Yet another lesson is that participants recognized that an intermediary valued by all parties (particularly industry) is crucial not only for developing an effective policy framework, but also for sustaining broad support for advanced manufacturing as a high priority. The Colorado Advanced Manufacturing Alliance and the Massachusetts Advanced Manufacturing Collaborative and Advanced Manufacturing Futures Fund illustrate the deliberate and strategic play states are making to create new public-private partnerships that the community values.

Finally, participants understood that they must “just get started” and secure some early achievements and momentum that make a difference to manufacturers. For Colorado, that meant launching Colorado Advanced Manufacturing Alliance—quickly and with private sector funding. For Connecticut, it meant the innovation voucher program. For New York, it meant conducting “Solutions Fairs,” half-day forums in each of 10 regions to bring the state's technology resources to individual businesses; for Illinois, it meant the Open Innovation Network, a partnership to connect industry to research institutions, and research institutions to one another. For Kansas, it meant the Mid-America Manufacturing Technology Center, a Department of Commerce affiliate, implementing a partnership plan and an information/collaboration portal as a centralized reference point for manufacturers.

Q: What is the value of this collaboration between the NGA, EDA, and NIST MEP?

During the Policy Academy, NGA staff and other experts from EDA, NIST, and State Science and Technology Institute (SSTI) provided workshops, dedicated technical assistance, and information and reports that helped each state achieve its own policy objectives. The Policy Academy meetings, webinars, and other technical assistance exposed the state teams to new models and ideas from across the country and around the world. They have taken these models and created new organizations and programs: Connecticut designed an innovation voucher program based on those implemented in Austria, Holland, and Germany. Colorado is replicating Virginia's model for engaging industry in R&D and workforce development through its Commonwealth Center for Advanced Manufacturing.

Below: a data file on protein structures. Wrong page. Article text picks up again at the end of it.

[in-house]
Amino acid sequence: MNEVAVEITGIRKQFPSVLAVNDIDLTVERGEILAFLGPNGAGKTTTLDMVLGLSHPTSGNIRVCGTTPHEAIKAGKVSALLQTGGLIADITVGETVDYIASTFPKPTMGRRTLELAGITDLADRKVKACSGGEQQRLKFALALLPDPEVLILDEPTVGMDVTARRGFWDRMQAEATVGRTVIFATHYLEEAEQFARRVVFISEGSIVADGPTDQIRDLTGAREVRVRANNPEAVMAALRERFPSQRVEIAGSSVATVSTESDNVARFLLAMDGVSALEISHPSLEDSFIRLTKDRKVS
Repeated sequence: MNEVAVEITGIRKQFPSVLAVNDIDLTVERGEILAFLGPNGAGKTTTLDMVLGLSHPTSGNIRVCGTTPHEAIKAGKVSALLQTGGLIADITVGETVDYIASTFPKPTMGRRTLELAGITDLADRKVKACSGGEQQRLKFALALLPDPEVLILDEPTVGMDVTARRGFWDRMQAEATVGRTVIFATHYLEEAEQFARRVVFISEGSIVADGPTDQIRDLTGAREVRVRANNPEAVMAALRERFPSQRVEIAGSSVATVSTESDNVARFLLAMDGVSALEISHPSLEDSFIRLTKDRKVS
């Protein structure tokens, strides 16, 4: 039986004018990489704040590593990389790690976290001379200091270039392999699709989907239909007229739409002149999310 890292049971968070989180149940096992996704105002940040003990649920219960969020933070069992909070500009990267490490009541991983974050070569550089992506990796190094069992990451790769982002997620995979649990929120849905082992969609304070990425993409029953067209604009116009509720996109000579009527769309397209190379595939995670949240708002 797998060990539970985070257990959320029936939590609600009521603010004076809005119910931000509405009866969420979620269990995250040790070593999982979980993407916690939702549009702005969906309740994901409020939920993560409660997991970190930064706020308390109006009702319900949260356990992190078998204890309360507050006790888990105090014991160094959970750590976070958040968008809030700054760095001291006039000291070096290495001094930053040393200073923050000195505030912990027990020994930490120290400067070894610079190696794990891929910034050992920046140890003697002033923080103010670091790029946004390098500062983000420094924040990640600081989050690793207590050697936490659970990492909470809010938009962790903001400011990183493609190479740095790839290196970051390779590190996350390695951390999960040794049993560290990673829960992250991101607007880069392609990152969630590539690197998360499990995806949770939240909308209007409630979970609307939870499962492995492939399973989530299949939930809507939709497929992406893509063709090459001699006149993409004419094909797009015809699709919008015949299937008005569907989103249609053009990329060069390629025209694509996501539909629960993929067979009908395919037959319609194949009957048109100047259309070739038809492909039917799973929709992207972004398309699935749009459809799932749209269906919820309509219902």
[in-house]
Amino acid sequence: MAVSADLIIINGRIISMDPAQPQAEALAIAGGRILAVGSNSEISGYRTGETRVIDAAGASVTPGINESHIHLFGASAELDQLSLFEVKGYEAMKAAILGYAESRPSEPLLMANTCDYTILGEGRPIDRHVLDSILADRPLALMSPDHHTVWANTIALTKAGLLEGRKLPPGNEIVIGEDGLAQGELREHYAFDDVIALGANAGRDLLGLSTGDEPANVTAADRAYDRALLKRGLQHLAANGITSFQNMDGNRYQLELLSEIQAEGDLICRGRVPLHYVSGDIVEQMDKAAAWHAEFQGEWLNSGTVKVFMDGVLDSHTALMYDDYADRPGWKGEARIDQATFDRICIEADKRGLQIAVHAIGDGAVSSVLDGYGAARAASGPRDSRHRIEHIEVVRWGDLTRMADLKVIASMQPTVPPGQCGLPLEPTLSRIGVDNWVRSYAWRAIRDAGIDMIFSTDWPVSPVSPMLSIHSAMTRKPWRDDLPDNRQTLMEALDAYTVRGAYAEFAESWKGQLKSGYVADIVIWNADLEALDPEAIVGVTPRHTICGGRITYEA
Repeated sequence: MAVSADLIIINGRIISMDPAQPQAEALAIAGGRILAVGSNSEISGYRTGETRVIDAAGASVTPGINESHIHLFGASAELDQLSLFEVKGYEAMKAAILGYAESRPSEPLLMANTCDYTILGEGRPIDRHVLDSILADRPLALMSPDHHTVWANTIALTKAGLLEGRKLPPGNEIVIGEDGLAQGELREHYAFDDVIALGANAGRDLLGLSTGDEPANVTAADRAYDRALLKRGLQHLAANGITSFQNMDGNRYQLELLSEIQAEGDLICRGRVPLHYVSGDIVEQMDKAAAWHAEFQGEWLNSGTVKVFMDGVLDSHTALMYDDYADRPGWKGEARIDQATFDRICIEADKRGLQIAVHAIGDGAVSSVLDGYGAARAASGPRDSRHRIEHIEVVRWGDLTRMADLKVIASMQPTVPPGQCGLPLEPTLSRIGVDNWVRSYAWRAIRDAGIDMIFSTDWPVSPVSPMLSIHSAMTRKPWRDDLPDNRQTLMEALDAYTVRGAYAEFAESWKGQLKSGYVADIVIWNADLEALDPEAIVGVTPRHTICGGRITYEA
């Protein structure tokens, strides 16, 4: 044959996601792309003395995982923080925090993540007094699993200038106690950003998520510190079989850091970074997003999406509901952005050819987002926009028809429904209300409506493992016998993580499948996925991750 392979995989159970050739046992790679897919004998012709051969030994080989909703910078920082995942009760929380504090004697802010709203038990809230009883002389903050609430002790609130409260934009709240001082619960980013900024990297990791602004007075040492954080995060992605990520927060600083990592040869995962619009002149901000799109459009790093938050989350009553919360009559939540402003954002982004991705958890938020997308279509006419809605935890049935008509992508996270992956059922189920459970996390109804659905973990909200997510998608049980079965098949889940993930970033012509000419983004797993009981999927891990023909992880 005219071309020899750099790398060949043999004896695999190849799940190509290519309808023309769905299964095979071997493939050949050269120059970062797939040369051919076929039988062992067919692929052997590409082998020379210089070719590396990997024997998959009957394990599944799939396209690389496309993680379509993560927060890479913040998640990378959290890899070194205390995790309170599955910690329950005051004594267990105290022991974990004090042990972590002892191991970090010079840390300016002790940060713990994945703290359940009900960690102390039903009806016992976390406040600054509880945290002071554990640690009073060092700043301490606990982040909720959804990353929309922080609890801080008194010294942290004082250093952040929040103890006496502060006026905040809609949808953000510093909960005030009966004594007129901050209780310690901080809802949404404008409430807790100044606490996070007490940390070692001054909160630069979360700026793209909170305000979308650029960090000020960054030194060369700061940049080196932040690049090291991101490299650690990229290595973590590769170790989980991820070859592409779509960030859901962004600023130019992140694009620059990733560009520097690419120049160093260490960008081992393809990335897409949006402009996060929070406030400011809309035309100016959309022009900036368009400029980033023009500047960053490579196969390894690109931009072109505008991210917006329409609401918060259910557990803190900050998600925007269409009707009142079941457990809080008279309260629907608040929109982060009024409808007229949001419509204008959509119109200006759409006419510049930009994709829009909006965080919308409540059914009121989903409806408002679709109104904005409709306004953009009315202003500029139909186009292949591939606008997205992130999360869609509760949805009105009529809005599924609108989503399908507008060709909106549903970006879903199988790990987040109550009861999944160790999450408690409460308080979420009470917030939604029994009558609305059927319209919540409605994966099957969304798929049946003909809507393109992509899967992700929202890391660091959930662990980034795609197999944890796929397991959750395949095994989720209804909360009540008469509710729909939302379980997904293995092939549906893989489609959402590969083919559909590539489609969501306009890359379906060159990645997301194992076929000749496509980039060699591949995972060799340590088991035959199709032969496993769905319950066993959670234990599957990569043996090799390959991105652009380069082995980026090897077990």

The process also provided strong incentives for organizations within each state to assemble existing federal, state and local resources and finally collaborate on things that had been talked about for years. In New York, the Policy Academy led to an unprecedented meeting of all the state's Centers for Advanced Technology, Centers of Excellence, and Regional Technology Development Centers. This was followed by the launch of an interactive portal to encourage better collaboration among resource providers.

By working together as a cohort, the eight states had the sense that the interest in manufacturing was broader than their state. They faced many of the same challenges and began developing similar solutions. Peer-to-peer learning was one of the most important parts of the process … as was the peer pressure!